Our Last Best Hope
(Please note: This is a review based on a playtest draft of the game, not the final product.)
By Mike O'Sullivan
Our Last Best Hope (OLBH) is a successfully-Kickstarted new project fromt he creative people over at Magpie Games. OLBH is a story game about a disaster that will destroy the world and the brave few that can stop it. Magpie were kind enough to send us an early draft of the game to play.
Gameplay begins with the playgroup deciding on the broad strokes of the disaster that we're working to avert. First you decide on the Crisis itself, the big crazy event that's looking to make humanity extinct. This can be anything from a meteor striking the earth to a zombie uprising. Our group decided on a global pandemic.
From there you decide on the Complication and the Plan. The Complication is an extra wrinkle in things that makes it even harder for your crack team of world-savers to stop the apocalypse. The Plan is the thing that you'll need to accomplish to stop the Crisis and save the world.
Players follow that up with creating their characters. Characters are composed of lots of little details like his or her Role in the team, some personal items or beliefs, and some assets that you add tot he team. You're even dealt a Death Card that, should you be able to get your character to die in such a fashion during the game you'll earn some much needed currency that could mean the difference btween saving humanity or watching it end.
Finally, players create a deck of threat cards, each card representing a minior issue that could stand between the team and the completion of their plan.
The game is played in two acts. During each, play goes aroudn the table round-robin, with each player's character taking the spotlight on their turn. The spotlight player gets to narrate a little bit of action, some personal detail, and interact with any other PCs or NPCs they feel like. As the scene comes to a close one o the other players picks one card from the threat card deck and plays it, introducing a new problem that the team needs to work together to resolve.
Resolving threats in OLBH means engaging with the game's currency. There is both a dice currency that is used to ressolve smaller threats drawn from the threat deck, and a story point currency that gives you more dice to help fight off those threats. You gain more story points by using your character's belifs and faults in play.
All of this leads up to confronting the Crisis itself. The Crisis is represented by a pile of dice that gets built up by the threats that you encountered during the earlier stages of play. Any heros that haven't died yet get to work together and build a dice pool to roll against the Crisis pool, with the winner deciding the ultimate fate of humanity.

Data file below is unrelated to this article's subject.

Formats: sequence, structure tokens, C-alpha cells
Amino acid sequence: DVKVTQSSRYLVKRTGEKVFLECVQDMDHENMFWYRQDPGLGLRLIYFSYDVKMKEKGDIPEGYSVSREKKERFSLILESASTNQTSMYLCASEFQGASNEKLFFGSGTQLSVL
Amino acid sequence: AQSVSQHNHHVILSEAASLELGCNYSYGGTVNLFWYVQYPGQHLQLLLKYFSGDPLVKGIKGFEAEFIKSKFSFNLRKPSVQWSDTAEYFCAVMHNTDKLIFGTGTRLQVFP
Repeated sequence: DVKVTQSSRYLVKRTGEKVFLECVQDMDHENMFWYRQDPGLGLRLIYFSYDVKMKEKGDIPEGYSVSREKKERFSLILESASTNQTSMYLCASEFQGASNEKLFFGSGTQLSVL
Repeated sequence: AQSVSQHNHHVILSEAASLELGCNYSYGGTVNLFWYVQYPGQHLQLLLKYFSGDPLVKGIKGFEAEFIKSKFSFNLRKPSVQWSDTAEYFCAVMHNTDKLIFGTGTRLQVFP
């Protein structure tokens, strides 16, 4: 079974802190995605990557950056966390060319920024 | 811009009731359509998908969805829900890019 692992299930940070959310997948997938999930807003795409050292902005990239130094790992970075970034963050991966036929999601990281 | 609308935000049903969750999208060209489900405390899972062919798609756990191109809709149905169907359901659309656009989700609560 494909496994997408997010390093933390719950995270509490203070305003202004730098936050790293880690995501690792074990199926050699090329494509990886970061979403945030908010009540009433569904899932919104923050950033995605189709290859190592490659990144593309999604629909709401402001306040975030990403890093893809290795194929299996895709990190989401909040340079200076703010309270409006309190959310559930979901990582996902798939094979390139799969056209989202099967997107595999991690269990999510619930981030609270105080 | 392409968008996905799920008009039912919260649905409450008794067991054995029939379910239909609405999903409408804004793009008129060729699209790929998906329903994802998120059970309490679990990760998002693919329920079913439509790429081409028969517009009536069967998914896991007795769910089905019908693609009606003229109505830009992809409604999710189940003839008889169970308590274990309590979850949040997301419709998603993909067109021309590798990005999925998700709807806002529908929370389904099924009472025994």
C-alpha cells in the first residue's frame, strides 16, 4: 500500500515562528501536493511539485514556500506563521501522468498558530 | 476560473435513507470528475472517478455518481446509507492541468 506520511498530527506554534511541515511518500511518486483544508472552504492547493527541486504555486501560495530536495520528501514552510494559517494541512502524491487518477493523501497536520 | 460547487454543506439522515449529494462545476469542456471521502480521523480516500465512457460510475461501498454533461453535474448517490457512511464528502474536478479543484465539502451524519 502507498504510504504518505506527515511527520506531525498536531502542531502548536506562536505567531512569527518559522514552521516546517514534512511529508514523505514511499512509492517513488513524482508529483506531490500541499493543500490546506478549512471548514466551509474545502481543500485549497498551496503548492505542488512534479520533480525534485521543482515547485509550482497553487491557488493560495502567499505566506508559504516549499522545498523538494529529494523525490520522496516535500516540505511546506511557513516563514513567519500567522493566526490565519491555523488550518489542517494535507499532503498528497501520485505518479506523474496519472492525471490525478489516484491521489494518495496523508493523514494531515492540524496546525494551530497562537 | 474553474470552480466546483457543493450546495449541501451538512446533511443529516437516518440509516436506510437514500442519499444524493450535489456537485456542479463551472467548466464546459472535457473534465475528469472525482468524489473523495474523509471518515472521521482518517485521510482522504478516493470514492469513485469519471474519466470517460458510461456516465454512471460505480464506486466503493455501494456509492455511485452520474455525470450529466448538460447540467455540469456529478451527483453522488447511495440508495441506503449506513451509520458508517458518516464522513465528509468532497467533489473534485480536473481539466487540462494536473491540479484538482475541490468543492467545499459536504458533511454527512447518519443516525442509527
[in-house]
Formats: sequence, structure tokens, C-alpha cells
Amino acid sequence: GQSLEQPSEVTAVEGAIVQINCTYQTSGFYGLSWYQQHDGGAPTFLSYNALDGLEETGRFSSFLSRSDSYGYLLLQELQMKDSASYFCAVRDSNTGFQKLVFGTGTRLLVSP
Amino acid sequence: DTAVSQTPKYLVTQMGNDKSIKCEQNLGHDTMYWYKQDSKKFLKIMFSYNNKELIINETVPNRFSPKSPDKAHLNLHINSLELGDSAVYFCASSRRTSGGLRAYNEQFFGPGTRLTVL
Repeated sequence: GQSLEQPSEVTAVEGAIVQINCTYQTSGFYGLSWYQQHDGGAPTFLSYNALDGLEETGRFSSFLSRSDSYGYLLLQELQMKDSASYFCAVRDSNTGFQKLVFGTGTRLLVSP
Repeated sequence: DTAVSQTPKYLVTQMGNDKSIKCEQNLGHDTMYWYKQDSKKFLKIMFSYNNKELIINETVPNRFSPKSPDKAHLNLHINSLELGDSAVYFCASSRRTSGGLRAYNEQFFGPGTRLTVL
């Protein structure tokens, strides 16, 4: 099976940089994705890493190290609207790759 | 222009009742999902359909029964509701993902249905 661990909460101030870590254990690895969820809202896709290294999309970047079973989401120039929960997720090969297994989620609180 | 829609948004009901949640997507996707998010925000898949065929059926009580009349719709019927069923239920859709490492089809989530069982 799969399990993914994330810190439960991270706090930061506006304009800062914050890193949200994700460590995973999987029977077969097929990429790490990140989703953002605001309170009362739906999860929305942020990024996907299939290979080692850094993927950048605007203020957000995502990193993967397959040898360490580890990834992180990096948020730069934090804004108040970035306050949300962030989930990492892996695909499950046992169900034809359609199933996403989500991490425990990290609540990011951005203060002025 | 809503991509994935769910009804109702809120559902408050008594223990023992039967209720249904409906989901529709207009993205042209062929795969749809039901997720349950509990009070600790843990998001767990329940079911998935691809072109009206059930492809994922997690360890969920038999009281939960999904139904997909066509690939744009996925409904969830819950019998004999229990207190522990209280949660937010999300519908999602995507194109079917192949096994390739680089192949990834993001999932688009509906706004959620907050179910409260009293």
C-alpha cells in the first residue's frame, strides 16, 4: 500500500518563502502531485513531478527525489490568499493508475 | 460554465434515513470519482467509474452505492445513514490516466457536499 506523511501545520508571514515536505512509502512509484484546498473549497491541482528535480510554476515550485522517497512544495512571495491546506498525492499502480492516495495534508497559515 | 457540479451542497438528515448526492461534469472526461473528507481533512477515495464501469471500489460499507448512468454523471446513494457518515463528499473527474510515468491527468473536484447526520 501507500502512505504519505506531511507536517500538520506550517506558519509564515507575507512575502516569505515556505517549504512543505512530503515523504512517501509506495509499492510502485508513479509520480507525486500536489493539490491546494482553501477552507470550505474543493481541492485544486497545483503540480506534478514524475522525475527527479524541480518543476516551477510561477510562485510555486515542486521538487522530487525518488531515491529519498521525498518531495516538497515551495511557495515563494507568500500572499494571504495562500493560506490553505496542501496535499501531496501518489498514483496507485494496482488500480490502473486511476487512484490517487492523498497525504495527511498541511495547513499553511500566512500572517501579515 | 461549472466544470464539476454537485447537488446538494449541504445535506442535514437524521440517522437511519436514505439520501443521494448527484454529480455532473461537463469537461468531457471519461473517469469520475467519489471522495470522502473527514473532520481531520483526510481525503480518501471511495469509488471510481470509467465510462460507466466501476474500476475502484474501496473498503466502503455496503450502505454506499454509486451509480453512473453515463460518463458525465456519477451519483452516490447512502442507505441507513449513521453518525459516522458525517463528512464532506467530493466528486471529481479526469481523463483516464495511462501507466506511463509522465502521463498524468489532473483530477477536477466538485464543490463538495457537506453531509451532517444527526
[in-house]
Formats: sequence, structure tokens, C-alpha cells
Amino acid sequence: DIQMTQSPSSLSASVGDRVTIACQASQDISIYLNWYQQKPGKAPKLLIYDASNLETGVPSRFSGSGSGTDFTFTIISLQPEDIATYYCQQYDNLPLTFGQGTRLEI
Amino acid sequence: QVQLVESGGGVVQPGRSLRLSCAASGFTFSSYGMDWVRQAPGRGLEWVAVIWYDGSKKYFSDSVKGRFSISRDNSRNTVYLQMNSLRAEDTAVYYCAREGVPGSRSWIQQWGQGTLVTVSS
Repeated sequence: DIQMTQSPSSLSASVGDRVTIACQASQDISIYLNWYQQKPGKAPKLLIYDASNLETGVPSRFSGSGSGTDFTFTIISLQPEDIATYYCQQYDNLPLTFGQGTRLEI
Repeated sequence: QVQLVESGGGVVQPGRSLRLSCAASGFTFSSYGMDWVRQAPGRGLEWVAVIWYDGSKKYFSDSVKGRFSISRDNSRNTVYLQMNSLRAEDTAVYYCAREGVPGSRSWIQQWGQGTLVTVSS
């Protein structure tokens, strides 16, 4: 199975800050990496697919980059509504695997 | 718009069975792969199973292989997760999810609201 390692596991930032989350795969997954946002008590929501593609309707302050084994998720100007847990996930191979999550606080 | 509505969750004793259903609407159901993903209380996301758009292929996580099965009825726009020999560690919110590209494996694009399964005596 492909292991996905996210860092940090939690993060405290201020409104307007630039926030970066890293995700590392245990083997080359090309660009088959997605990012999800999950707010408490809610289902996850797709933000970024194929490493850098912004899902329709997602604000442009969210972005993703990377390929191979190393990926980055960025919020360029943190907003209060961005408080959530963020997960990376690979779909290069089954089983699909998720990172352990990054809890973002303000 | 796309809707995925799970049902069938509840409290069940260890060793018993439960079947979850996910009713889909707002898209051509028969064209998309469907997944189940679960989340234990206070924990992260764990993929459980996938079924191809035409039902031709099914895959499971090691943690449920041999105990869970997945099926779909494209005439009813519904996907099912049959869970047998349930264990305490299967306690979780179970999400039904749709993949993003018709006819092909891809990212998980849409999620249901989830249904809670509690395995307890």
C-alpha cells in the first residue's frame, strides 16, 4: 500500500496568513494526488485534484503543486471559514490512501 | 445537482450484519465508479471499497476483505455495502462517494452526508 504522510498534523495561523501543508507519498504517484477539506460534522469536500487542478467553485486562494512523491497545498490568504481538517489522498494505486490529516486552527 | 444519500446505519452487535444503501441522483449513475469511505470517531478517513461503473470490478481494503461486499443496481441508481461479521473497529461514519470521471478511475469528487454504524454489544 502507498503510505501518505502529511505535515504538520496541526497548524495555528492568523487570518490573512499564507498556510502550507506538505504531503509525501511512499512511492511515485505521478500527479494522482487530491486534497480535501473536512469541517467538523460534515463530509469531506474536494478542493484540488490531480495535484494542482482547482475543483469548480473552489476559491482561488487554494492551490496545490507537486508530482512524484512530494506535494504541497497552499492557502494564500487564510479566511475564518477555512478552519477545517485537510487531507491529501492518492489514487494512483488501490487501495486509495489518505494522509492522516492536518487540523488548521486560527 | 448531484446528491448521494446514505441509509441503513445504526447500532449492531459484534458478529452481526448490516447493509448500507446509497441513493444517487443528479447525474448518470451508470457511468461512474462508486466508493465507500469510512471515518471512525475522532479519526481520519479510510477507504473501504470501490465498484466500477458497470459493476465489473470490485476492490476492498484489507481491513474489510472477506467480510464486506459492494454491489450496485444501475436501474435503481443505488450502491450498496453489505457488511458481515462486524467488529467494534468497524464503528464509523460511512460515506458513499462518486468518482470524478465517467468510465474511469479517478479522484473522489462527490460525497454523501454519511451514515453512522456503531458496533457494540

OLBH shares some crucial DNA with a couple story games. It's a little bit Fiasco, but it's also a whole lot Universalis.
Like Fiasco, much of the game's setup is concerend with creating situation. You ahve to detail the world that the characters are in, what's going wrong, and what they plan to do to stop it. You work with the other players at the table to create relationships with your characters, histories that draw you closer together.
OLBH adds something to the Fiasco formula that is really interesting. Play characters in OLBH are much more detailed. Players are asked to think of things that their character has brough with them on the mission, or things that they've left behind. This leant to a sense of ownership and understanding that makes a crucial difference: Fiasco games are all about putting your character into danger, whereas OLBH is about saving people. Having those details feeds into your desire to save the character, and hopefully the rest of the world too.
Once you get into playing through the story you've confronted witht he OLBH's mechanics and currency. Both work in a way similar to Universalis, the classic storybuilding game from Ramshead Publishing. Unfortunately, OLBH lacks Universalis' elegance.
Threats are resolved by roudns of rolling dice pooled together by calling on player character traits and assets that the team share. Simple enough, that the issue comes from threat resolution being tied into the endgame mechanic, but in ways that are very hard to see on your first or second playthrough. Earning crucial story points can be very confusing, and there are so many things that you can spend them on that it lead to analysis paralysis at our table a number of times. It was very hard to judge the usefulness of character elements like Death Cards and Story Cards and how they would impact play.
None of this is helped by the bland names that all of the game elements have. Story Points, Story Cards, Threat Cards, Assets. These elements are all important to the game, but their names make them seem pedestrian and evoke nothing of the danger and excitement that the game is about.
Our playtest experience was also seriosuly hampered by a lack of lists. Games like Fiasco find their speed of play, and a lot of what makes them fun, in their lists and how they impact and guide play. The packet we received from Magpie didn't have any list packages with it. Without them, things ran really slow. Magpie Games assures us that the final version of the game will include a number of lists and sample armageddons that will decrease gameplay time significantly.
Our Last Best Hope has some truly fantastic ideas in it. The way it blends Fiasco-style round-robin story play with strong protagonism and a sense of ownership is really cool. The mechanics do feel a bit too arcane and opaque to make this work as a "pick up and play" game. It feels like there is just a little too much here, too many gears whirring away and it holds the game back from really letting itself rip.